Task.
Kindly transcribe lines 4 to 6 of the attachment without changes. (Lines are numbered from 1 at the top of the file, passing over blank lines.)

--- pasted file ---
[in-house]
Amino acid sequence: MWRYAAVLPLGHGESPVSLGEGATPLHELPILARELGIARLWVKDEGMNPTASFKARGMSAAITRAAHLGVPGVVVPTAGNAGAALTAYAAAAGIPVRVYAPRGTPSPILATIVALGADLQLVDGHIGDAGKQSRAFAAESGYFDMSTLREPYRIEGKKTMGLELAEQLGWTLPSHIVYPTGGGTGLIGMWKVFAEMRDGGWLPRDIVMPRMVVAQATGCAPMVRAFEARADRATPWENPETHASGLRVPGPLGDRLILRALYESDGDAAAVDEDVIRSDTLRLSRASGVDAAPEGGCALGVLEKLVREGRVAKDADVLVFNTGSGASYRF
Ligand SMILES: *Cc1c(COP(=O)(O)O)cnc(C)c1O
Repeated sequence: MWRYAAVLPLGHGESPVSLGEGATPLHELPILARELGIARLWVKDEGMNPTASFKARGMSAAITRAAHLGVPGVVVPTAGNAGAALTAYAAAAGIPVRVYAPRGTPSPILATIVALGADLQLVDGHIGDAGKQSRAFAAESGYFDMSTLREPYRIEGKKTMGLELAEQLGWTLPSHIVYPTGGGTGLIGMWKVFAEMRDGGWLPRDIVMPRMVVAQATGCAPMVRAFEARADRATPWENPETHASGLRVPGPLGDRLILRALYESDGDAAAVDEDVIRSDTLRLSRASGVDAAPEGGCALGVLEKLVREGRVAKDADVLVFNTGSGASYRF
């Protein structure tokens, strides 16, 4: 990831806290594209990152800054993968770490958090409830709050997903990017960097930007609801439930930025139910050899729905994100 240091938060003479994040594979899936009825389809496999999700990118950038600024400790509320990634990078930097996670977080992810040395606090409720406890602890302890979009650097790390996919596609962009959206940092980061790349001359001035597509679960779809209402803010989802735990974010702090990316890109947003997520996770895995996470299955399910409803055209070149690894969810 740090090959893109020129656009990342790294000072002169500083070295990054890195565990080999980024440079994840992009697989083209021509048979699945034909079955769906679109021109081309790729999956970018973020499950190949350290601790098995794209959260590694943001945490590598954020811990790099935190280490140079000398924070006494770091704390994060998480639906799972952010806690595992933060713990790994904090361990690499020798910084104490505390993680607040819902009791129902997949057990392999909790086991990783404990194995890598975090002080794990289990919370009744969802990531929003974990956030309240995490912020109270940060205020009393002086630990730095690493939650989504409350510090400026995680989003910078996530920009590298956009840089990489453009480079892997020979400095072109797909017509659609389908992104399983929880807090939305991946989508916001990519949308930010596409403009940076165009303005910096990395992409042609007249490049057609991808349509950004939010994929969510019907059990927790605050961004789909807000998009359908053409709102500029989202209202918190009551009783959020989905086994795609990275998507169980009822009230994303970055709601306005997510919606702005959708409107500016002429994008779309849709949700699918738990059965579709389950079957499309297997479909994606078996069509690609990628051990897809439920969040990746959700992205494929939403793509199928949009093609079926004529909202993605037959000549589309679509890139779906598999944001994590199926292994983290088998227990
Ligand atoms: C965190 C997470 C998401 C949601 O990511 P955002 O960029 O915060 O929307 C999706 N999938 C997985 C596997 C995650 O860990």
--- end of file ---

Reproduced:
Repeated sequence: MWRYAAVLPLGHGESPVSLGEGATPLHELPILARELGIARLWVKDEGMNPTASFKARGMSAAITRAAHLGVPGVVVPTAGNAGAALTAYAAAAGIPVRVYAPRGTPSPILATIVALGADLQLVDGHIGDAGKQSRAFAAESGYFDMSTLREPYRIEGKKTMGLELAEQLGWTLPSHIVYPTGGGTGLIGMWKVFAEMRDGGWLPRDIVMPRMVVAQATGCAPMVRAFEARADRATPWENPETHASGLRVPGPLGDRLILRALYESDGDAAAVDEDVIRSDTLRLSRASGVDAAPEGGCALGVLEKLVREGRVAKDADVLVFNTGSGASYRF
């Protein structure tokens, strides 16, 4: 990831806290594209990152800054993968770490958090409830709050997903990017960097930007609801439930930025139910050899729905994100 240091938060003479994040594979899936009825389809496999999700990118950038600024400790509320990634990078930097996670977080992810040395606090409720406890602890302890979009650097790390996919596609962009959206940092980061790349001359001035597509679960779809209402803010989802735990974010702090990316890109947003997520996770895995996470299955399910409803055209070149690894969810 740090090959893109020129656009990342790294000072002169500083070295990054890195565990080999980024440079994840992009697989083209021509048979699945034909079955769906679109021109081309790729999956970018973020499950190949350290601790098995794209959260590694943001945490590598954020811990790099935190280490140079000398924070006494770091704390994060998480639906799972952010806690595992933060713990790994904090361990690499020798910084104490505390993680607040819902009791129902997949057990392999909790086991990783404990194995890598975090002080794990289990919370009744969802990531929003974990956030309240995490912020109270940060205020009393002086630990730095690493939650989504409350510090400026995680989003910078996530920009590298956009840089990489453009480079892997020979400095072109797909017509659609389908992104399983929880807090939305991946989508916001990519949308930010596409403009940076165009303005910096990395992409042609007249490049057609991808349509950004939010994929969510019907059990927790605050961004789909807000998009359908053409709102500029989202209202918190009551009783959020989905086994795609990275998507169980009822009230994303970055709601306005997510919606702005959708409107500016002429994008779309849709949700699918738990059965579709389950079957499309297997479909994606078996069509690609990628051990897809439920969040990746959700992205494929939403793509199928949009093609079926004529909202993605037959000549589309679509890139779906598999944001994590199926292994983290088998227990
Ligand atoms: C965190 C997470 C998401 C949601 O990511 P955002 O960029 O915060 O929307 C999706 N999938 C997985 C596997 C995650 O860990």